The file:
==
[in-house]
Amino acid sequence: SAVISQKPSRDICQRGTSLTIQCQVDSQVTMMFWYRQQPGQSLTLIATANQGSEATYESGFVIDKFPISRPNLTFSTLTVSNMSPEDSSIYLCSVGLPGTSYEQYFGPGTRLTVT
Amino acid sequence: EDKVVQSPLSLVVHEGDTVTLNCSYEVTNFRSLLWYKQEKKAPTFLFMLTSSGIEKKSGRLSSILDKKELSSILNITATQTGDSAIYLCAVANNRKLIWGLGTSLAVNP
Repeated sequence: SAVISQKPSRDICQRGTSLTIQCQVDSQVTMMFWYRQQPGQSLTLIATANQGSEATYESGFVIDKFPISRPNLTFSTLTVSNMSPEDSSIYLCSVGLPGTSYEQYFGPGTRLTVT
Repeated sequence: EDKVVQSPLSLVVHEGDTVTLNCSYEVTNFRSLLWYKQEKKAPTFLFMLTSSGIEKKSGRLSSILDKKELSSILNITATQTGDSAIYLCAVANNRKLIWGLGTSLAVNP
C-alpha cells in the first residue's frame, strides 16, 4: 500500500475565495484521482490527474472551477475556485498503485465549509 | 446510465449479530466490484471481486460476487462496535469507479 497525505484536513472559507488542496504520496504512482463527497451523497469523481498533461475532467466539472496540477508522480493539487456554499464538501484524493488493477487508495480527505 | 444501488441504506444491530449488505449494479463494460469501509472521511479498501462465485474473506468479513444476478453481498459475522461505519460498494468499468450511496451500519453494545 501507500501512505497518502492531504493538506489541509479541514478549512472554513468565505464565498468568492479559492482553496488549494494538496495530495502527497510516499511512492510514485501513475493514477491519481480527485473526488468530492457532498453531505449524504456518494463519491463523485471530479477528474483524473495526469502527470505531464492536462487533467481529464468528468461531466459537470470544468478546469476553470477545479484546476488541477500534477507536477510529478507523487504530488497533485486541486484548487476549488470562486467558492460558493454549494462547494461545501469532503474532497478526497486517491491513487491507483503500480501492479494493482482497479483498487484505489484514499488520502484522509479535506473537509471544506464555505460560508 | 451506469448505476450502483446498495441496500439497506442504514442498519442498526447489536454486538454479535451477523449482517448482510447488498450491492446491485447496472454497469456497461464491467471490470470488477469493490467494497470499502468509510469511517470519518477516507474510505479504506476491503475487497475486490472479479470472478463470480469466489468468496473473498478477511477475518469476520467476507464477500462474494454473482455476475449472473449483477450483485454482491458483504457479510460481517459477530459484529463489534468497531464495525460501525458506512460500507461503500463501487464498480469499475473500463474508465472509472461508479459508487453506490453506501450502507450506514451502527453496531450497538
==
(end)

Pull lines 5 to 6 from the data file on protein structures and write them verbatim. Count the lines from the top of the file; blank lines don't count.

Repeated sequence: EDKVVQSPLSLVVHEGDTVTLNCSYEVTNFRSLLWYKQEKKAPTFLFMLTSSGIEKKSGRLSSILDKKELSSILNITATQTGDSAIYLCAVANNRKLIWGLGTSLAVNP
C-alpha cells in the first residue's frame, strides 16, 4: 500500500475565495484521482490527474472551477475556485498503485465549509 | 446510465449479530466490484471481486460476487462496535469507479 497525505484536513472559507488542496504520496504512482463527497451523497469523481498533461475532467466539472496540477508522480493539487456554499464538501484524493488493477487508495480527505 | 444501488441504506444491530449488505449494479463494460469501509472521511479498501462465485474473506468479513444476478453481498459475522461505519460498494468499468450511496451500519453494545 501507500501512505497518502492531504493538506489541509479541514478549512472554513468565505464565498468568492479559492482553496488549494494538496495530495502527497510516499511512492510514485501513475493514477491519481480527485473526488468530492457532498453531505449524504456518494463519491463523485471530479477528474483524473495526469502527470505531464492536462487533467481529464468528468461531466459537470470544468478546469476553470477545479484546476488541477500534477507536477510529478507523487504530488497533485486541486484548487476549488470562486467558492460558493454549494462547494461545501469532503474532497478526497486517491491513487491507483503500480501492479494493482482497479483498487484505489484514499488520502484522509479535506473537509471544506464555505460560508 | 451506469448505476450502483446498495441496500439497506442504514442498519442498526447489536454486538454479535451477523449482517448482510447488498450491492446491485447496472454497469456497461464491467471490470470488477469493490467494497470499502468509510469511517470519518477516507474510505479504506476491503475487497475486490472479479470472478463470480469466489468468496473473498478477511477475518469476520467476507464477500462474494454473482455476475449472473449483477450483485454482491458483504457479510460481517459477530459484529463489534468497531464495525460501525458506512460500507461503500463501487464498480469499475473500463474508465472509472461508479459508487453506490453506501450502507450506514451502527453496531450497538